this is a discussion within the Saints Community Forum; Saints say their struggles with the Cover 2 defense are self-inflicted Friday September 21, 2007 By Mike Triplett Two weeks into this season, it sure seems like the Cover 2 defense is the Saints' kryptonite. Both the Indianapolis Colts and ...
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Saints say their struggles with the Cover 2 defense are self-inflicted Friday
September 21, 2007
By Mike Triplett
Two weeks into this season, it sure seems like the Cover 2 defense is the Saints' kryptonite.
Both the Indianapolis Colts and the Tampa Bay Buccaneers make heavy use of the defensive formation, a zone coverage with two deep safeties that is actually known as the "Tampa 2" because it was pioneered by the Buccaneers.
But don't expect the rest of the NFL to switch to the Cover 2 when they play the Saints. Even the opposing coaches can recognize that the Saints have done just as good of a job beating themselves on offense as the opposing defenses.
"We've had success against that defense before," said receiver Devery Henderson, who caught touchdown passes of 52 and 45 yards against the Buccaneers last season when the Saints' offense was on a roll. "So we can't just sit there and say it's working. We didn't do some things (at Tampa Bay last Sunday). I didn't catch some third-down plays. I didn't score in the end zone. Stuff like that. It's us."
"I don't think anybody's 'caught on' to what we're doing," quarterback Drew Brees said. "I feel like we spread the ball around enough, we're creative enough and we have enough weapons that teams have to worry about us, and not the other way around.
"(The Cover 2) takes a lot of patience, and your big plays come from just kind of wearing on them, wearing on them, then all of a sudden it pops."
With the two safeties staying back to prevent the deep pass, the conventional way for offenses to attack a Cover 2 is with underneath throws and the running game.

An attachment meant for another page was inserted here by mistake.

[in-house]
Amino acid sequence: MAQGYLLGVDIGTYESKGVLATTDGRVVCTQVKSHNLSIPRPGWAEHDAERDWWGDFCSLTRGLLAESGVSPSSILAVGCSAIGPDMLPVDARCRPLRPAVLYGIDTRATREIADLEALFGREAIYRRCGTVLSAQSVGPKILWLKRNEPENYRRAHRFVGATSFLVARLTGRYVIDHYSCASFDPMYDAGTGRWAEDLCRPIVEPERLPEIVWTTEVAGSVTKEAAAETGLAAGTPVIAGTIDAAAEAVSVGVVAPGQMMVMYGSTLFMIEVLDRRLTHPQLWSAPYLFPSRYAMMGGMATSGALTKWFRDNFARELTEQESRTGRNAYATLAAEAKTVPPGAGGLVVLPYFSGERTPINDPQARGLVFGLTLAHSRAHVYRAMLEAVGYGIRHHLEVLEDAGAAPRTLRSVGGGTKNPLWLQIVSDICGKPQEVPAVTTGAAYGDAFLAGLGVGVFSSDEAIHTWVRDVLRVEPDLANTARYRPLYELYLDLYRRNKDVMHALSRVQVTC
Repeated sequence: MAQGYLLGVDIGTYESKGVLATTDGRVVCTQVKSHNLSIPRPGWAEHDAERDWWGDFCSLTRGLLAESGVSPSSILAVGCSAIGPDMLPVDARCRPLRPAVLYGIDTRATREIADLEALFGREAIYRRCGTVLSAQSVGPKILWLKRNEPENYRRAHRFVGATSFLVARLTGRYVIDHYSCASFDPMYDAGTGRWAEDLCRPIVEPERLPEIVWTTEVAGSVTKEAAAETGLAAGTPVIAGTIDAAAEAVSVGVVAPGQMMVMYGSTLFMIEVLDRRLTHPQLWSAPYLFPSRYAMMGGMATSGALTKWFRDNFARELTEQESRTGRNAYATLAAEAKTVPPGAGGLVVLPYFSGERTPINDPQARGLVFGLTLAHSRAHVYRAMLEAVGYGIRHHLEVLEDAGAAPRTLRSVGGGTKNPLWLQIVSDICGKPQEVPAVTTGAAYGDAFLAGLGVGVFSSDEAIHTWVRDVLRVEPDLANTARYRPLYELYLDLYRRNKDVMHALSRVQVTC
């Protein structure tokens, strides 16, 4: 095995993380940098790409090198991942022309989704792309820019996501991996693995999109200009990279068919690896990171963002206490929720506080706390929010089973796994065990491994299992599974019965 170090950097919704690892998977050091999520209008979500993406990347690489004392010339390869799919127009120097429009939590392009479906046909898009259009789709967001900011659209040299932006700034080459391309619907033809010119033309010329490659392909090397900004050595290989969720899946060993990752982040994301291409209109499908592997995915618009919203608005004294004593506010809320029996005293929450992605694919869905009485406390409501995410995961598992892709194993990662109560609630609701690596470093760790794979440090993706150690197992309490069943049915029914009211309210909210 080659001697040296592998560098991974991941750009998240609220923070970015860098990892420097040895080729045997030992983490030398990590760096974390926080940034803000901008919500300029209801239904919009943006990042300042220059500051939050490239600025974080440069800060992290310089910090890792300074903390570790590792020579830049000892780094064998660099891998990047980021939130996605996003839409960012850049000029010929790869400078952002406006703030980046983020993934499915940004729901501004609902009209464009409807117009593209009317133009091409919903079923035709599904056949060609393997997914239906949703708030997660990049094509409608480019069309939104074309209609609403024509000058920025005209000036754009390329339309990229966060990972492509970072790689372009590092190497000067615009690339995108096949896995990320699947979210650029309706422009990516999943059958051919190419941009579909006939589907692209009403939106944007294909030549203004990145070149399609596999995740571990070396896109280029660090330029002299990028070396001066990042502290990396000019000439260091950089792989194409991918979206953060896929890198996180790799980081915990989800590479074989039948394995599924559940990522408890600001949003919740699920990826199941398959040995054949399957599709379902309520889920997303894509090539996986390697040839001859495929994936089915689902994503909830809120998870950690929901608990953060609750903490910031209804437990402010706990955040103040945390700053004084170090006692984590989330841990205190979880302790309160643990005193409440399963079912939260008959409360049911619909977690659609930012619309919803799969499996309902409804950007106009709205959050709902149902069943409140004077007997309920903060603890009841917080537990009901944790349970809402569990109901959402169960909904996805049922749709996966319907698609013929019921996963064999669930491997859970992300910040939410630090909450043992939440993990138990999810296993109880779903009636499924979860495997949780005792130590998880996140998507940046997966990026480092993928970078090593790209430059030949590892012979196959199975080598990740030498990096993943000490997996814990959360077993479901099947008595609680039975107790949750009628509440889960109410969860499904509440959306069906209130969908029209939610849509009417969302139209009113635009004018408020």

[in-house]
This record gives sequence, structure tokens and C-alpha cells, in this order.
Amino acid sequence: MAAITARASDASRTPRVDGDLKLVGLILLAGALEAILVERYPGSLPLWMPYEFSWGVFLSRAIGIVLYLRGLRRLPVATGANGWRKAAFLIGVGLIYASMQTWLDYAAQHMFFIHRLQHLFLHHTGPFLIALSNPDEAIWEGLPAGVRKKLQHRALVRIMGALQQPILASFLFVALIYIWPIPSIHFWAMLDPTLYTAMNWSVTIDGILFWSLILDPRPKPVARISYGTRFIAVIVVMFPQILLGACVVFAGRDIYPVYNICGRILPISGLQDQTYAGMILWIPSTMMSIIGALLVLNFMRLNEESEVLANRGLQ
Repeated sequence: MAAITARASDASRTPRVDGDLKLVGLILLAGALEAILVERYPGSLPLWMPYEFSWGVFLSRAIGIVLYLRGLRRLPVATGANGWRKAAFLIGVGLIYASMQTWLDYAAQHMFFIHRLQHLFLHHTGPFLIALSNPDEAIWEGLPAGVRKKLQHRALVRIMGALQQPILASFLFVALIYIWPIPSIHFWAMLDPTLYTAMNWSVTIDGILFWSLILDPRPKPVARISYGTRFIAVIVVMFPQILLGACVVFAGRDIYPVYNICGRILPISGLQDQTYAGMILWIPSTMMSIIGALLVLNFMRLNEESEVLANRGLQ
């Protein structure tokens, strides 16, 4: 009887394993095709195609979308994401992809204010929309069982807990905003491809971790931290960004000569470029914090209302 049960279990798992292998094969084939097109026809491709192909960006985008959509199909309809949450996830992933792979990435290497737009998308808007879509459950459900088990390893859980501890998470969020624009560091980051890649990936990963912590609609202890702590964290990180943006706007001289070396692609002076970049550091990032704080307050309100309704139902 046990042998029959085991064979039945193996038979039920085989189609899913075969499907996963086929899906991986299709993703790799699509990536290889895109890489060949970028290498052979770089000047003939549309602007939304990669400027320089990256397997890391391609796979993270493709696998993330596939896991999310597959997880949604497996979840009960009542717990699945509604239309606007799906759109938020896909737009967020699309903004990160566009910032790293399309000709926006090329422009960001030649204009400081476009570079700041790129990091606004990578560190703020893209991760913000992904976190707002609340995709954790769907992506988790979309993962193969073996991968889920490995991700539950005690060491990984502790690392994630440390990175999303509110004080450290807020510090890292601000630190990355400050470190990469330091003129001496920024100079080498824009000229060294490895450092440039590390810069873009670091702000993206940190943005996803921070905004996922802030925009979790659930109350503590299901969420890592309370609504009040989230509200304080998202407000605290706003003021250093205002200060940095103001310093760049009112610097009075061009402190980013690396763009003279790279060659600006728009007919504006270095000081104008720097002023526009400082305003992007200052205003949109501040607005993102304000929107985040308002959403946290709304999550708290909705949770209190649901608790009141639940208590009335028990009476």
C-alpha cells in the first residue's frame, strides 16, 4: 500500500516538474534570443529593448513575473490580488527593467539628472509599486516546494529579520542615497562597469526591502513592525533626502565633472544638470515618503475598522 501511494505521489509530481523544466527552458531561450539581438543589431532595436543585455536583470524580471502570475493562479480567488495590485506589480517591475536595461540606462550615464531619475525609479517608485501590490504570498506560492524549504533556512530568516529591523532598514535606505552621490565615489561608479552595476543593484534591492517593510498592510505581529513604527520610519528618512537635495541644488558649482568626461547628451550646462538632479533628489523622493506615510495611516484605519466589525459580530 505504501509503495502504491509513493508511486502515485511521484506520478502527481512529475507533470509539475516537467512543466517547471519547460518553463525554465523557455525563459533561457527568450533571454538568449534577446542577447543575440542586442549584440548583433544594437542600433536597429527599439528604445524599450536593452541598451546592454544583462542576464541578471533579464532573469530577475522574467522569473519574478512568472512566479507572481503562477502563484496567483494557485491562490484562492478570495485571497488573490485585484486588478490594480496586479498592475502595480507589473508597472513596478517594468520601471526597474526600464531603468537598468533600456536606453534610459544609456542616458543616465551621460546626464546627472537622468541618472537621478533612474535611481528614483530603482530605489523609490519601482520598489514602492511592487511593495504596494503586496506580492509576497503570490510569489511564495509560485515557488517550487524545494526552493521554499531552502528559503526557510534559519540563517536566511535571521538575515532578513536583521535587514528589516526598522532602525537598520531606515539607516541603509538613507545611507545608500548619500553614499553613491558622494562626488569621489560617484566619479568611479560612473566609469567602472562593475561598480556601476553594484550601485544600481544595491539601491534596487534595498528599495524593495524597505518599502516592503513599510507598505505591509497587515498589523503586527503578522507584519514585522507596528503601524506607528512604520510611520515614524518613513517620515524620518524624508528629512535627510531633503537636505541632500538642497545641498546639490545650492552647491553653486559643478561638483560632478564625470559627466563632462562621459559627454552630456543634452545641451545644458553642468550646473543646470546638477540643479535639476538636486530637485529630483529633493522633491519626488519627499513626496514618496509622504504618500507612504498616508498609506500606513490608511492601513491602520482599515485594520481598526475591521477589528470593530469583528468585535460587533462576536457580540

The Saints, however, haven't been able to put long drives together early this season because of fumbles, dropped passes, penalties and a handful of other breakdowns.
On their first drive at Tampa Bay last Sunday, Henderson dropped two potential catches on second-and-3 and third-and-3.
On their second drive, tailback Deuce McAllister fumbled at the end of a 7-yard run that took him to the Buccaneers' 43-yard line.
On the third drive, Brees underthrew a pass deep down the field to open receiver David Patten. On the fourth drive, McAllister lost a yard on third-and-2. And on the fifth drive, Henderson dropped a catchable pass in the end zone, and kicker Olindo Mare followed with a missed field-goal attempt.
"When you drop it and fumble it, you can't do much," Saints Coach Sean Payton said. "We have to be able to block as well. I think Tampa did a good job, played with good energy, and I don't want to diminish what they did. (But) we have to look internally and make sure we are making the corrections we need to make. I don't think we are seeing any new fancy defense that is all of a sudden the answer."
For the record, Payton pointed out that the Chicago Bears used a lot of man coverage and pressure to beat the Saints in the NFC championship game last season. So it's not like teams are copying their game plan.
And he doesn't expect the Tennessee Titans to go away from what they do best Monday night in the Superdome.
The Titans are particularly good against the run. They are physical up front, they have good outside linebackers, and their cornerbacks are effective in run support.
"Every week it's different," Titans Coach Jeff Fisher said. "People have different approaches to different opponents. That's the challenge of the National Football League. I don't particularly believe that the Saints' offense faced the same coverage or were having difficulty with any coverage in particular."
One thing, however, is universal in the NFL. When teams get down by three or four touchdowns, especially late in games, the job of coming back gets an awful lot harder.
Payton said the most frustrating aspect of the Saints' first two games this season is that they've been stuck playing catch-up in the third and fourth quarters, switching into hurry-up mode with the no-huddle offense and being forced to abandon the running game.
"That doesn't suit us. I don't know how many teams it suits," Payton said. "That's been disappointing. You don't get enough rushing attempts. You end up being in a predictable situation, and all of a sudden it's a harder job to be a quarterback and it's harder to pass protect."
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